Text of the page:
Karl Lotter, a prisoner who worked in the hospital at Mauthausen concentration camp, had no trouble remembering the first time he watched SS doctor Aribert Heim kill a man.
It was 1941 and an 18-year-old Jew had been sent to the clinic with a foot inflammation. Heim asked him about himself and why he was so fit. The young man said he had been a soccer player and swimmer.
Then, instead of treating the prisoner’s foot, Heim anesthetized him, cut him open, castrated him, took apart one kidney and removed the second, Lotter said. The victim’s head was removed and the flesh boiled off so that Heim could keep it on display.
“He needed the head because of its perfect teeth,” Lotter, a non-Jewish political prisoner, recalled in testimony eight years later that was included in an Austrian warrant for Heim’s arrest uncovered by The Associated Press.
“Of all the camp doctors in Mauthausen, Dr Heim was the most horrible,” Lotter said.
But Heim managed to avoid prosecution, his US-held file in Germany mysteriously omitting his time at Mauthausen, and today he is the most-wanted suspected Nazi war criminal on a list of hundreds who the Simon Wiesenthal Center estimates are still free.
Heim would be 93 now, and “we have good reason to believe he is still alive,” said Efraim Zuroff, the Simon Wiesenthal Center’s top Nazi hunter. He spoke in a telephone interview from Jerusalem before the center’s plan to release a most-wanted list yesterday and to open a media campaign in South America this summer highlighting the US$485,000 reward for Heim’s arrest posted by the center along with Germany and Austria.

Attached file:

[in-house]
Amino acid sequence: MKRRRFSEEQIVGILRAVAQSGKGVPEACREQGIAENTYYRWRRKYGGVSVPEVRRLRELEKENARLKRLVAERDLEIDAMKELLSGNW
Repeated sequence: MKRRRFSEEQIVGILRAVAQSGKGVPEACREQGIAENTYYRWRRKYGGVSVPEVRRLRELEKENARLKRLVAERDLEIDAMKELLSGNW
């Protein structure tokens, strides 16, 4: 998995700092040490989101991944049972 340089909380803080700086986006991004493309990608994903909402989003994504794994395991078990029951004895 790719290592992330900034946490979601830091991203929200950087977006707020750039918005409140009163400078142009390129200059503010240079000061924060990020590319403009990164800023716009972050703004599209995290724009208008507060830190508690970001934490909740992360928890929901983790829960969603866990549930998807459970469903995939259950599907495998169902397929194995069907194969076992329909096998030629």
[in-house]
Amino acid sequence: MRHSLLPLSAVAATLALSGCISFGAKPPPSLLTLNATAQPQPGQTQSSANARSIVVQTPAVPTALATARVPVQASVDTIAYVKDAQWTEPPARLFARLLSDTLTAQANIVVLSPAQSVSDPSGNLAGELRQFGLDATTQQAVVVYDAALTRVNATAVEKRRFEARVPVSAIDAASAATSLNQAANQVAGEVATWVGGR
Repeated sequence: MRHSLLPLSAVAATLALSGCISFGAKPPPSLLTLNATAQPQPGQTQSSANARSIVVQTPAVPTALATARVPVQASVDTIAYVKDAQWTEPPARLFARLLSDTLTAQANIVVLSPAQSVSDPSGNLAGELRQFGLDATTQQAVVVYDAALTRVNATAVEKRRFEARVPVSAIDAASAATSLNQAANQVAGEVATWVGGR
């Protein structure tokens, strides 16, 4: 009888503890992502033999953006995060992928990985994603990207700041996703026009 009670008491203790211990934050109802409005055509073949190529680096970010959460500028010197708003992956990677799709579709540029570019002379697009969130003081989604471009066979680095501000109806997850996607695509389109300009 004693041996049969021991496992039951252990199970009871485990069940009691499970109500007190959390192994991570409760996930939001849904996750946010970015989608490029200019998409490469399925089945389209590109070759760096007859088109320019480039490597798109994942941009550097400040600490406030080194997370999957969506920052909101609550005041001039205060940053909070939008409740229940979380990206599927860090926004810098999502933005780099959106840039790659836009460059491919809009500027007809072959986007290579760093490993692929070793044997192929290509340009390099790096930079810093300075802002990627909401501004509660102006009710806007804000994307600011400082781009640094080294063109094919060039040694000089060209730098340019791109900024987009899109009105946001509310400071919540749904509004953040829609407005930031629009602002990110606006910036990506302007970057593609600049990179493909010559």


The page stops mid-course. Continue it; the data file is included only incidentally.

According to an advance copy of the list obtained by AP, the most wanted, after Heim, are: John Demjanjuk, fighting deportation from the US, which says he was a guard at several death and forced labor camps; Sandor Kepiro, a Hungarian accused of involvement in the wartime killings of than 1,000 civilians in Serbia; Milivoj Asner, a wartime Croatian police chief now living in Austria and suspected of an active role in deporting hundreds of Serbs, Jews, and Gypsies to their deaths; and Soeren Kam, a former member of the SS wanted by Denmark for the assassination of a journalist in 1943.
His extradition from Germany was blocked last year by a Bavarian court that found insufficient evidence for murder charges.
The hunt for Heim has taken investigators from the German state of Baden-Wuerttemberg all around the world. Besides his home country of Austria and neighboring Germany where he settled after the war, tips have come from Uruguay in 1998, Spain, Switzerland and Chile in 2005, and Brazil in 2006, said Heinz Heister, presiding judge of the Baden-Baden state court, where Heim was indicted in absentia on hundreds of counts of murder in 1979.
Thousands of German war criminals were prosecuted in West Germany after World War II. In the 1970s, Western democracies began a hunt in earnest for Eastern European collaborators who had fled West claiming to be refugees from communism, and the end of the Cold War gave access to a trove of communist files in the 1990s.
The Wiesenthal Center’s previous annual survey counted 1,019 investigations under way worldwide. The number is lower this year and inexact because not all countries responded, but new investigations were up from 63 to 202, Zuroff said.